Jim Rogers is the model of a political executive. Small wonder. He has been a Kentucky Supreme Court law clerk, a reporter for the Lexington Herald-Leader, a top litigator at the Federal Energy Regulatory Commission, and partner at the Washington law firm of Akin, Gump, Strauss, Hauer & Feld. For 22 years, he has been a utility chief executive, currently at Charlotte-based Duke Energy. When Duke merges with Progress Energy, Rogers will become executive chairman, and Bill Johnson of Progress will become chief executive of the combined company.
In 2007, Rogers teamed up with environmental groups to campaign for a cap-and-trade system to limit greenhouse gas emissions that speed up climate change. Now the prospects for that look dim, so Rogers has turned to preparing for the Democratic National Convention to be held in Charlotte next year. Here are edited excerpts from a conversation with him.
Q: Jim, tell us a bit about what you’re doing for your corporate hometown of Charlotte.
I’ve been in Charlotte more than five years now, and one of the first things I did was catalogue the companies there. I realized we had a unique combination of energy-related companies in the community. We hosted the first meeting to bring all these people together and try to identify whether we had something special and unique. What we discovered is we are 250 companies and now 27,000 employees. So we worked to create this concept of an energy hub. Most important, we’ve been able to create almost 5,000 jobs.
Michael Porter, the professor from Harvard Business School, has written about clusters. In Minneapolis, you have medical devices. Houston is one for oil and gas. The whole logic behind the cluster concept is that you put companies together and they compete and cooperate, and it makes each of them much stronger, and it feeds on itself. That’s the kind of dynamic we’ve tried to create in Charlotte.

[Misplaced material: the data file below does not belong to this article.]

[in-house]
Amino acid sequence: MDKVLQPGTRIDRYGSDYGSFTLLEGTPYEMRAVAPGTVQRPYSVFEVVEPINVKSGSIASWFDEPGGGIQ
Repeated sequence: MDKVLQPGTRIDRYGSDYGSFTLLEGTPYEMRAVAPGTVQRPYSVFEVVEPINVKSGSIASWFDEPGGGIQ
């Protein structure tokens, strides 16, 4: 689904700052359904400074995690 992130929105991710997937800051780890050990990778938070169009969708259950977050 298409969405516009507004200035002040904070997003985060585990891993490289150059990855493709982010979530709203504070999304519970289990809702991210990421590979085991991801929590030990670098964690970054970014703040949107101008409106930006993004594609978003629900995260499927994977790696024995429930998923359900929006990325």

Q: The energy business depends a lot of government policy. Where is federal energy policy going, and how will that affect businesses in Charlotte?
The growth in energy companies is really driven by the demand for electricity, and that is driven by growth in the economy. Part of that is the development of new appliances. Electric vehicles or E-buses are another. But equally important is that the industry is driven by policy both at the state and federal level.
Q: Are you disappointed about the failure of Congress to adopt a cap-and-trade system for carbon emissions?
To me, that is the only approach to address the carbon issue that allows us to successfully reduce emissions in a way that is fair and allows us to transition to a [less carbon-intensive] world. Unfortunately, the people who invented it have demonized it — the Republicans. When they created it, they called it the greatest use of market forces to solve the problems of the world.
I don’t think anything is going to happen on energy policy for the next year and a half. The economy is in such deep trouble. Congress and the president are going to be focused on it, though there are limits to what they can actually do to rebuild confidence . . . and create jobs. That’s the reality of where we are today.
I do think we have a challenge post-2012 as to whether any tax credits for renewables will continue. That’s kind of an open question. We’re in that business. We spent $1.7 billion and have roughly 1,000 megawatts of wind. We’re on the way to adding another 600 megawatts of wind, and this huge demand has been driven by the expectation that there might not be a tax-credit extension in 2013. So all of a sudden, we have this rush to build.
Q: You’ve been a utility executive for two decades. What is the future of the industry?